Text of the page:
Stacy and Jeff pointed out that buying patterns have changed, and the responsibility for communicating with prospects now falls more heavily on marketing. Marketers are evolving new strategies to cope; most plans require CRM and marketing automation technology for execution. Last week, Jeff and Stacy offered a blueprint for building a solid sales infrastructure to deal with this new reality. This week focuses on the prospects you hope to reach.
Who are you targeting? List building
Jeff and Stacy stress these points:
You need to know your market. Think of them as individuals and consider what they care about. Look to industry trends and your own customer base to refine your thinking.
A bad list will really, really, really hurt you. Think huge waste of time, calling the wrong people, mondo spam complaints, big headaches for you (and your boss…!), bad data. It will also harm you downstream, by trashing your deliverability rates. Just – don’t – do it.
Lists are extremely dynamic and prone to decay. People change titles, divisions, jobs and responsibilities often. Stay on top of your lists.
We don’t advise that you buy lists, but if you choose to do so, work only with providers that have good, well-established reputations. Even the best purchases list will not be clean. Before buying, find out if the provider has a policy of giving you credit back for bad addresses.
The best list is the list you own and maintain, and clean constantly. At a trade show, you can get 60 business cards a day from people who want to win the iPad you’re giving away. The list that goldfish bowl yields will be fresh…but do you know whether these people fit your target? You’ll need to test and clean.
Segment your lists. Put people in buckets so you can target them with messages tailored specifically to them; this will shorten the sales cycle.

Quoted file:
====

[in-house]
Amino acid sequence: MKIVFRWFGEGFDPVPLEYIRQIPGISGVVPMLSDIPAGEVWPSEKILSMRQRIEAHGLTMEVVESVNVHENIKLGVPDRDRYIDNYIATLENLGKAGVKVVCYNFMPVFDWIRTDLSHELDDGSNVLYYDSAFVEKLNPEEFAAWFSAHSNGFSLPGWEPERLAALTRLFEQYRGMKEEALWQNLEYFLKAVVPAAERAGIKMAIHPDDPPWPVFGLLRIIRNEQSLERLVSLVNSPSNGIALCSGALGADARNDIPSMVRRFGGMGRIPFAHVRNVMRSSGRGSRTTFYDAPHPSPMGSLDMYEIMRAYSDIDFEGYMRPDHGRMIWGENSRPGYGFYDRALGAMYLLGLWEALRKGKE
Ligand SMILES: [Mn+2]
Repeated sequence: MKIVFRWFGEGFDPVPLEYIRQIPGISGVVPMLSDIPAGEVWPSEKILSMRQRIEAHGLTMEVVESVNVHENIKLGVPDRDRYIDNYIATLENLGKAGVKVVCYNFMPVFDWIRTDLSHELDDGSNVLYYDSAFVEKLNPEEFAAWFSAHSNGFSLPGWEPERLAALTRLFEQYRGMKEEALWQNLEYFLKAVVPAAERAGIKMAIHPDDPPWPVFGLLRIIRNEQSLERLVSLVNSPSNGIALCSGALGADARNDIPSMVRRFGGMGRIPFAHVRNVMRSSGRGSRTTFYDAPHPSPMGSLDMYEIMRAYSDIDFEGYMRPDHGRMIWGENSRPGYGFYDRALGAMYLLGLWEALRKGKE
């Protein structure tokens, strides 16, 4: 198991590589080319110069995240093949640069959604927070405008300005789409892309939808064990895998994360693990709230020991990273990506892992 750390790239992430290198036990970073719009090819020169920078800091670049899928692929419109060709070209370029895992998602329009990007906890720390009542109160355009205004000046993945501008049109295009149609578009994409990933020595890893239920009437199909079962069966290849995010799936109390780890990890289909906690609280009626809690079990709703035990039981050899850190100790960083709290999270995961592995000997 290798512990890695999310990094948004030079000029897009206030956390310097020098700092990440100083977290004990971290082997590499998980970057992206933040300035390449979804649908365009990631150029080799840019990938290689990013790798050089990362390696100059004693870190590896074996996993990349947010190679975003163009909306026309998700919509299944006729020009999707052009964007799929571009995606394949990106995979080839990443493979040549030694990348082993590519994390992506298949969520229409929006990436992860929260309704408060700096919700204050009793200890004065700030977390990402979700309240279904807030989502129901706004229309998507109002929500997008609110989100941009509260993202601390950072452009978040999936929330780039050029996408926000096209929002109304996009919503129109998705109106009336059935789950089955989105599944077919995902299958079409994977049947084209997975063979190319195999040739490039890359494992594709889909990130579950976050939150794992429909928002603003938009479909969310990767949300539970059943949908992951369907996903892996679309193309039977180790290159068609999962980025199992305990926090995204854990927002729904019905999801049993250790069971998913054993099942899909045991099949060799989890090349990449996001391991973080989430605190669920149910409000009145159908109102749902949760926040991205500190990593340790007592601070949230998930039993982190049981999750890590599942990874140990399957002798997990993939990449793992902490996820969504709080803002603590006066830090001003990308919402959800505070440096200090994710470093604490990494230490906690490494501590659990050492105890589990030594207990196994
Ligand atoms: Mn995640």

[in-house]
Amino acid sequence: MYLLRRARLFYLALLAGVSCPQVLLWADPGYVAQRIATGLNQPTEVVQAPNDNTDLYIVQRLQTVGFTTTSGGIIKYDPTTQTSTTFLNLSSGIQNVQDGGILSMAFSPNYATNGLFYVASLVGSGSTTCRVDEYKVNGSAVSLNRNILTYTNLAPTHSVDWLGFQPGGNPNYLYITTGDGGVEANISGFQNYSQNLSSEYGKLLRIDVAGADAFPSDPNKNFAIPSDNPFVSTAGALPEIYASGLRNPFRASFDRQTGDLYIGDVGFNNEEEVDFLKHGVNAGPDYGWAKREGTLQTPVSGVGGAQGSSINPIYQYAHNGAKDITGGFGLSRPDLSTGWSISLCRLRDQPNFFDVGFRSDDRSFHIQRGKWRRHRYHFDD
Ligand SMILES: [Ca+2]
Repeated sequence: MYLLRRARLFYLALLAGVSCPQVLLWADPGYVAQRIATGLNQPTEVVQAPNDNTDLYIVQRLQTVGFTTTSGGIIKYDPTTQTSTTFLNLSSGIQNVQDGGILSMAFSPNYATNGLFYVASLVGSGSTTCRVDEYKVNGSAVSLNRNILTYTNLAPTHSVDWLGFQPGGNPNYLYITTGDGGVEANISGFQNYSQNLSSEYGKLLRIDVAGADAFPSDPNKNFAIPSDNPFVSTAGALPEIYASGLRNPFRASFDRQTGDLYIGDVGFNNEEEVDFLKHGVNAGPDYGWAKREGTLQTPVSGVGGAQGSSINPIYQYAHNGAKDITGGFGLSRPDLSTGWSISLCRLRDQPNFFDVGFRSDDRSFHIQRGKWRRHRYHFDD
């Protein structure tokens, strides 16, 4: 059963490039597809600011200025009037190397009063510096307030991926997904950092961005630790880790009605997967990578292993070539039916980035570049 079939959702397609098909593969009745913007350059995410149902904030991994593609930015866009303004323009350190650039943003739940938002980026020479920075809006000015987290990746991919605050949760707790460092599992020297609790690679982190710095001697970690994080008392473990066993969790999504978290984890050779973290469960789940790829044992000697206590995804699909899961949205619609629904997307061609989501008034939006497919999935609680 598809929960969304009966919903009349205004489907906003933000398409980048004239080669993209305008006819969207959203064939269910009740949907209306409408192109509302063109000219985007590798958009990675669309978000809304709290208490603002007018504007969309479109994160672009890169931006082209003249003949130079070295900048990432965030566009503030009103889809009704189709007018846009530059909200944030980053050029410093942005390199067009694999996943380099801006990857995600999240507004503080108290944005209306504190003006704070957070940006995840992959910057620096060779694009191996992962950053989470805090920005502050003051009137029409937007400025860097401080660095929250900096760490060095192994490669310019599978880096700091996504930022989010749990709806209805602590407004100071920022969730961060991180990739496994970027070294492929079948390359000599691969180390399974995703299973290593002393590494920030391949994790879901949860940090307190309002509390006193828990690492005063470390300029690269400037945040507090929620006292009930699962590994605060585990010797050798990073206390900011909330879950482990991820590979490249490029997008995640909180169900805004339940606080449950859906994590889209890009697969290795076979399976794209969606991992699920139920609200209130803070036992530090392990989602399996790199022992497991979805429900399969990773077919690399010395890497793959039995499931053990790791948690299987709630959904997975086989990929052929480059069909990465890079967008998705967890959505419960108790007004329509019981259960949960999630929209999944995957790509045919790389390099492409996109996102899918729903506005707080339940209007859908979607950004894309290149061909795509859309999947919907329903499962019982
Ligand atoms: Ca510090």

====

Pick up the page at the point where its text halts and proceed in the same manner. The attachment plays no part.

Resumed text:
Embrace the soft bounce. Often, a soft bounce from someone on vacation or out of the office will direct you to contact others in the company, frequently with names and contact data.
Embrace the hard bounce. If you email to Joe Smith, someone with potential and a high lead score, and Joe comes back as a hard bounce, find out why. Check LinkedIn; Joe may still be a viable lead – just at a different company now. He might also tell you who took his place at XYZ Corp.
Collect all the data you can. If you’re employing marketing automation, use progressive profiling to ask a series of questions in a series of interactions. You can ask questions about the organization, industry, number of employees, revenue and so on – questions you can’t ask in the beginning – as your engagement and relationship with the prospect progresses.
The real value of your sales framework, and your CRM and marketing automation platform, lies in helping you collect data. Suppose when you talk to people and find out they use competitor ABC, you track that. Then suppose that ABC stumbles somehow…they do something wrong and get really bad press, perhaps. With good CRM and a marketing automation platform, you can get a campaign ready to every prospect you have that uses ABC, in minutes. That’s a first mover advantage you get only with good data.
Another example: Suppose you track budgets, and you have a whole segment that likes your product but can’t quite afford it. If you come out with a lower-priced version, you have an instant, highly targeted segment that you know will appreciate your new message.
In summary: Having good data, in a clean, well-kept list will make your marketing people happier, your sales people more effective, and your bottom line healthier.
Mr. Stacy Gentile is the President of Invigra, a fully integrated B2B Lead Generation company that helps organizations fill the top of their sales funnel with three primary services: Sales Infrastructure Improvement, Content Marketing and Outbound Sales Calls.
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